Spotify has had a new patent approved that could let the service suggest music by listening to users’ speech. Find out more here!

The music streaming service filed for the patent in 2018, and it was approved on the 12th of January 2021. It will allow the company to use recordings of speech and background noise to curate music suggestions to users. The technology seems fairly sophisticated, taking “intonation, stress, rhythm, and the likes of units of speech” to gauge a user’s mood. Furthermore, it will be able to identify metadata points such as “age, gender, or accent” and whether a person is alone or in company.

Spotify providing personalised media recommendations to users is not wholly new, but this would see the level of personalisation considerably ramped up. Rather than relying on information that a user has had to physically input, this would be a more automated approach. It even goes as far as picking up environmental information like “sounds from vehicles on a street, other people talking, birds chirping, printers printing, and so on” to offer suggestions.

Depending on how you view Spotify being able to suggest music like this, it could be a wonderfully exciting new feature or an unnerving invasion of privacy. We are all well aware that the technology that makes our lives vastly more convenient is also constantly tracking and listening to us. But, the thought of it being able to make decisions based on whether we are alone feels a bit full on. With lockdowns and isolation still prevalent, we can expect Lonely by Akon to pop up as a suggestion infinitely more frequently than we’d like it to.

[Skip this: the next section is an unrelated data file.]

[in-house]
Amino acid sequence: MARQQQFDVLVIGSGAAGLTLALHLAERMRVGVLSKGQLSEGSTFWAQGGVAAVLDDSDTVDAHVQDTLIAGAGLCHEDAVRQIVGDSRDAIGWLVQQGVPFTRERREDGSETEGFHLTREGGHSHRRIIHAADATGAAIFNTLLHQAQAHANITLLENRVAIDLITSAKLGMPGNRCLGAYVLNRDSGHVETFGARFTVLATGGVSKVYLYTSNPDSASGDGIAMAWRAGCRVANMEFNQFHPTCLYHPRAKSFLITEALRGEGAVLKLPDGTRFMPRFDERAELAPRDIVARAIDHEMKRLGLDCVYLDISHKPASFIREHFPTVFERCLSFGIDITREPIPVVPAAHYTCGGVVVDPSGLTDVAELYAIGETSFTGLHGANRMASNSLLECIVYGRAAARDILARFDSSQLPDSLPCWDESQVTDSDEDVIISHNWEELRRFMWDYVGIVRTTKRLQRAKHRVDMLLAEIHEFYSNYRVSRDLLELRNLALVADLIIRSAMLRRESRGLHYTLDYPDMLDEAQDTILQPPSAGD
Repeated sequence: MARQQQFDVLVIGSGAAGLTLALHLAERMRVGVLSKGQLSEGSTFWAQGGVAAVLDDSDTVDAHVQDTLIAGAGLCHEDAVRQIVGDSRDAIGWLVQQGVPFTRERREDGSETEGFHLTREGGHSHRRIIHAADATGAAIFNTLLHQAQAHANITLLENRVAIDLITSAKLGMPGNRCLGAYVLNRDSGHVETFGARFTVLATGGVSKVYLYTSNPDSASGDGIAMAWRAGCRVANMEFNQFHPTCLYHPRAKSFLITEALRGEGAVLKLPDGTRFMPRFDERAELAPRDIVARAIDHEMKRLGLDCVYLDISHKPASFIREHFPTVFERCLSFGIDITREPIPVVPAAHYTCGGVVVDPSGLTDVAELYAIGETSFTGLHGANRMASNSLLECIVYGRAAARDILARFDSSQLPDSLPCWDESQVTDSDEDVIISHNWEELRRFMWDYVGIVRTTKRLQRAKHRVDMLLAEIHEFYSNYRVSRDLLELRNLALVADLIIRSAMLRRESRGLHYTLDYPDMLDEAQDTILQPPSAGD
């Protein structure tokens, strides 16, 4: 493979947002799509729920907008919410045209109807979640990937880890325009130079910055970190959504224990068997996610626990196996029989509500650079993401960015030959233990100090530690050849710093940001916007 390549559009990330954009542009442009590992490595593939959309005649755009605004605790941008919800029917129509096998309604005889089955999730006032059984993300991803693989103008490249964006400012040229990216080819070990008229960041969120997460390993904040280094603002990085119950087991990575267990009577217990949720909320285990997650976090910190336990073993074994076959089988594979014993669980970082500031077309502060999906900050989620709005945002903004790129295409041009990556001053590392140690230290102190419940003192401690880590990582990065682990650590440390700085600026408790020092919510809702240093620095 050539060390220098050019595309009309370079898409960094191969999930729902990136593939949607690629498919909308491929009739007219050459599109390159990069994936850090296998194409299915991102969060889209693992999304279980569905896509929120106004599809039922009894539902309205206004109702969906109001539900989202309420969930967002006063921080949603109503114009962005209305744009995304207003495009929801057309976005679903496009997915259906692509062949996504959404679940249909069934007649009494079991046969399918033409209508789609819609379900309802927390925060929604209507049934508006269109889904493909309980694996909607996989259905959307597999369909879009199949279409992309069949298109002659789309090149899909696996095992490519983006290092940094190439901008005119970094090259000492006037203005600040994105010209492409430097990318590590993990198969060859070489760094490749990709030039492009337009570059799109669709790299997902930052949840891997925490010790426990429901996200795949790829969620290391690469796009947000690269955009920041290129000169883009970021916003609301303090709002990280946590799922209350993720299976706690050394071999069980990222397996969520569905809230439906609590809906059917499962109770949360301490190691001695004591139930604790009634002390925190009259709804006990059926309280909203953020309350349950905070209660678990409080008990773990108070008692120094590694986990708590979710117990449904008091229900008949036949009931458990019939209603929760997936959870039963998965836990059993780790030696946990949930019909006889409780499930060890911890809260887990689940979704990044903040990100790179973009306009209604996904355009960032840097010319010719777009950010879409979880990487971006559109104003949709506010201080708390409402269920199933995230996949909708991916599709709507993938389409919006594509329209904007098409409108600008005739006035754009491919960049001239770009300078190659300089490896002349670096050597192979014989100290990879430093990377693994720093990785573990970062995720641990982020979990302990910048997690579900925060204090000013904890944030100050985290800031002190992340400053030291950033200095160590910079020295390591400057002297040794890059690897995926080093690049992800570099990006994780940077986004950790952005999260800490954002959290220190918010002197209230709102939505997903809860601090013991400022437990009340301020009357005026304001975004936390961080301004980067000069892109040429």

Although this sounds a touch close to dystopian, Spotify has reassured that it will not utilise the technology without considering the ethical implications. You can check out their paper on the matter, where they explain, “we disavow any future research or applications that violate ethical standards of data usage and are not transparent about privacy to its users”.

At Synchedin we have our own curated media for you to tap into – though we’ve gone down a more old-fashioned route. No mind reading, all-hearing music robots here. Check out the Collections page to discover categorised music and sound effects ideal for any content project!